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A visit to the Burundi work

A visit to the Burundi work

Published: September 29, 2010

Arlene stands with Quaker partners and leaders in the Friends Church at the AFSC offices in Bujumbura, Burundi. More Photos from Burundi visit

Photo: AFSC

The final stop on Arlene Kelly’s trip to Africa was a day and a half with the Burundi team of the AFSC. In a few short hours a whirlwind of meetings took place with Burundian civil society partners of AFSC-Burundi, with a couple UN offices, government ministries, international partners and Friends (Quaker) partner organizations in Burundi.

Burundi has a large number of Friends (Quakers), with the Friends Church of Burundi (Église des Amis Evangeliqué du Burundi) having celebrated its 75 anniversary in July of 2009. Friends’ organizations are some of AFSC’s main partners in Burundi doing a variety of work around livelihoods, elections, healing, health, reconciliation and peace work. Arlene was delighted with the Friends’ work for peace with justice in the world and said, “The other thing that touches me and gives me pleasure when you describe your witness wherever you are, doing your work while others are doing their part,” The Friends Women Association has implemented, with AFSC financial support, a project on trauma healing in favor of more than 360 women in four communes of Burundi. Presently AFSC has committed to building institutional capacity of FWA, by supporting its efforts to achieve sustainable organization growth. AFSC will be providing financial and technical support to FWA in designing its strategic plan, in restructuring the organization governance and providing technical advice with regard to accounting and legal mechanisms.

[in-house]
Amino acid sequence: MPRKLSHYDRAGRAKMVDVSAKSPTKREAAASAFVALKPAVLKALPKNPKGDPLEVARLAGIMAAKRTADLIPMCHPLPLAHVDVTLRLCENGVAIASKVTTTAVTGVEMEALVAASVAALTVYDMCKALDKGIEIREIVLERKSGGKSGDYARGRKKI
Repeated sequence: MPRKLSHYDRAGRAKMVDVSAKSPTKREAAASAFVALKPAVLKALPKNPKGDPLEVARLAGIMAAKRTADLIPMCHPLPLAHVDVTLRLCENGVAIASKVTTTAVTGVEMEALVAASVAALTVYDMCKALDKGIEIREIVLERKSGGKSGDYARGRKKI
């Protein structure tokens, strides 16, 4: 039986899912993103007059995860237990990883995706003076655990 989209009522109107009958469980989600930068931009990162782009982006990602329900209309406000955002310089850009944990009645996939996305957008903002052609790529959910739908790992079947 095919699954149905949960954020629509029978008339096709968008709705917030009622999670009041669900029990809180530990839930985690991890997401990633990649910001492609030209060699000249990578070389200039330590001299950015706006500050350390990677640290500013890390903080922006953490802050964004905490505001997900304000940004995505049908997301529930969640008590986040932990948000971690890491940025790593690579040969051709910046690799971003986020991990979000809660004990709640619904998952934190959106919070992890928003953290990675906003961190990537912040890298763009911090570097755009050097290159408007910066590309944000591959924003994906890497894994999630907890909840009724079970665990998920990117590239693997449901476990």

The Quaker Peace Network and AFSC also collaborated with other international and local Burundian organizations in various initiatives to contribute to peaceful elections. One of these initiatives was a project entitled Amatora mu Mahoro (Elections in Peace) to systematically survey and report on elections-related violence and peace initiatives countrywide throughout the electoral process. Burundi recently organised five critical elections within a period of five months (May to September 2010).

Ernest Ndabashinze, the Permanent Secretary, Ministry of External Relations and International Cooperation, welcomed Arlene and Dereje to Burundi, on behalf of the Government of Burundi. He expressed the Government’s satisfaction with AFSC’s work, and called on AFSC to do more to help the government overcome the challenges of poverty and contribute meaningfully to the development plans of the Burundi. Arlene reaffirmed AFSC’s support and contribution in its modest way, and thanked Ernest Ndabashinze for a very courteous reception and the government’s welcome to AFSC.

Finally Arlene and Dereje and AFSC-Burundi met with other AFSC partners in work in Burundi and the UN to talk about AFSC’s continued efforts and support of the Burundi government's and Burundian people’s priorities such as national socio-economic reintegration, transitional justice and peacebuilding.

Arlene expressed her great pleasure to be in Burundi, saying, “The only objective of my visit is that I came to learn, to be able to speak with the Africa team in Africa.” She was pleased to have the time with the AFSC-Burundi program and to meet and speak with partners, government, the UN and Burundian Friends.


AFSC-Burundi was formally accredited in 2005. AFSC Burundi is currently implementing a 3-year (2009-2011) programme on “Conflict Prevention and Peacebuilding in Burundi.” It collaborates with a range of Civil Society partners, including Quaker organisations; Government departments, UN agencies and International NGOs to implement the programme, projects and activities. It has a staff of 10, including eight local and two international.